You’re walking into a mess,” my mother-in-law said in a fair-warning tone. Peggy had gone to visit her for the weekend, and upon arriving, learned a pipe had succumbed to Michigan’s winter temperatures, bursting and flooding the furnished garage-apartment that stood a short distance from the house. Where does one start amid so much damage but at triage? So, that is what Peggy did—assess the situation, begin at “first-things-first” and go from there.
Most of us would agree that when Jesus comes to us, He too walks into “a mess,” one of the spiritual variety. What we learn from the story of Zacchaeus, fortunately, is that God doesn’t leave us that way; He begins at once to restore us from the inside out. For a chief tax collector turning from greed, first-things-first was generosity and restitution. “Here and now I give half my possessions to the poor, and if I have cheated anybody out of anything, I will pay back four times the amount,”1 exclaimed Zacchaeus. It was an exciting beginning to an undoubtedly long transformation, for surely not all his sin was greed, and certainly not all his change was immediate (as I’m sure Mrs. Zacchaeus would attest).
We only come to know our heart as God reveals it. “My conscience is clear, but that does not make me innocent,”2 confessed Paul of his natural inability to know the depth of his own sin. “Search me, God, and know my heart; test me and know my anxious thoughts,”3 implored David, for he himself could fully understand neither one. Yet even these, our shortcomings, ultimately glorify God, for He does know the depth of our sin, and His love reaches deeper; God does know the breadth of our wrongs, and His forgiveness reaches wider. God knows our “mess,” and He transforms us in His time.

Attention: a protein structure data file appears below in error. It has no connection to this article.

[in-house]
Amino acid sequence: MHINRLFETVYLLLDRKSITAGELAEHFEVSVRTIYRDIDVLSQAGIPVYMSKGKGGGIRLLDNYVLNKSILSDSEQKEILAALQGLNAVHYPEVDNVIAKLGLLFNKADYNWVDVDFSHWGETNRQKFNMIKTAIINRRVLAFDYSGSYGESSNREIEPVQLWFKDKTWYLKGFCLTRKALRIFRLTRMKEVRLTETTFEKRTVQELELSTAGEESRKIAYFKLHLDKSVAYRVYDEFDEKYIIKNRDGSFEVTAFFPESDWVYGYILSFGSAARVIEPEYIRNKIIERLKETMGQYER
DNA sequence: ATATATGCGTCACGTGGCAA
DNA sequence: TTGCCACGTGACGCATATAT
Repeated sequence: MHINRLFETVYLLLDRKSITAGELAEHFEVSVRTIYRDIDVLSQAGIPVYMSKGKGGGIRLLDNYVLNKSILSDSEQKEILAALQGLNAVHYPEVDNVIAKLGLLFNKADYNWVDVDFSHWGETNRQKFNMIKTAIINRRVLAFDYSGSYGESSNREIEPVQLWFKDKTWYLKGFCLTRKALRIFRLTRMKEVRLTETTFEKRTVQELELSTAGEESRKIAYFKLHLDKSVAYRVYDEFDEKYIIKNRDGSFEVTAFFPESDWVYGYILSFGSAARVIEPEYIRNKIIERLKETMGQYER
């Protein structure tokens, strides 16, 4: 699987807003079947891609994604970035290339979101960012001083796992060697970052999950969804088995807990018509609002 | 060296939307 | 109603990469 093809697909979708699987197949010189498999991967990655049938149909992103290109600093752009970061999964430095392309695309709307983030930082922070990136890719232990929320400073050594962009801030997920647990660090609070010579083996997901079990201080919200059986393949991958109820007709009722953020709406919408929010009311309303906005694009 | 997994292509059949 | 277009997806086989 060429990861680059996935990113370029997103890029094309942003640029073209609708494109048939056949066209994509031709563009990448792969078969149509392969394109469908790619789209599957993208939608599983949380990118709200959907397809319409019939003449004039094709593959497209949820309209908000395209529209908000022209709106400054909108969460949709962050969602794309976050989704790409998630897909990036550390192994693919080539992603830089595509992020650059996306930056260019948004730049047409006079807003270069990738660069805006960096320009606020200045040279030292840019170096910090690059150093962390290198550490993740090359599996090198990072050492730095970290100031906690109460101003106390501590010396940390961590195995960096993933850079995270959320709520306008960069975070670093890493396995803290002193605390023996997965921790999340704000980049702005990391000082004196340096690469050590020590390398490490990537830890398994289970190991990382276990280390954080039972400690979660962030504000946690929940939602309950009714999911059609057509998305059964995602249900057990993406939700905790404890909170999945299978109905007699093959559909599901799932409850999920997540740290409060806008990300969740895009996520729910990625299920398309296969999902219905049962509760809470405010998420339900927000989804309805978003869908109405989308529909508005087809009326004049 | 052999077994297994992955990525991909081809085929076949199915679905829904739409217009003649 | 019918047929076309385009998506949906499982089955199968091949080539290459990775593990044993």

Occasionally we wonder if we’ve progressed at all in our relationship with God. In such times of discouragement, we do well to remember it was Jesus who “came to seek and to save what was lost.”4 He is the initiating God—faithful in all He does—so, with the confidence of Paul, we can live in the assurance that “he who began a good work in you will carry it on to completion until the day of Christ Jesus.”5 Salvation is just the beginning.
Father, thank you for sending your Spirit to change me increasingly into the image of your Son. I need Him. When I am discouraged, may He remind me of the work He has already accomplished and assure me of His faithfulness to complete what He has begun. Amen.
1 Luke 19:8
2 1 Corinthians 4:4
3 Psalm 139:23
4 Luke 19:10
5 Philippians 1:6
4 replies on “Just the Beginning”
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Paul, you (and the Holy Spirit) regularly speak to me right where I am and tell me what I need to hear. Salvation is a wonderful thing, but it is the beginning. I am such a work in progress and have such a long way to go. May I stand on His promises and grow to be more like Jesus. It’s encouraging to know that He is not finished with me yet.
Thank you, Kevin. We all have “such a long way to go”; fortunately for us, the Spirit leads us in that way. God is good.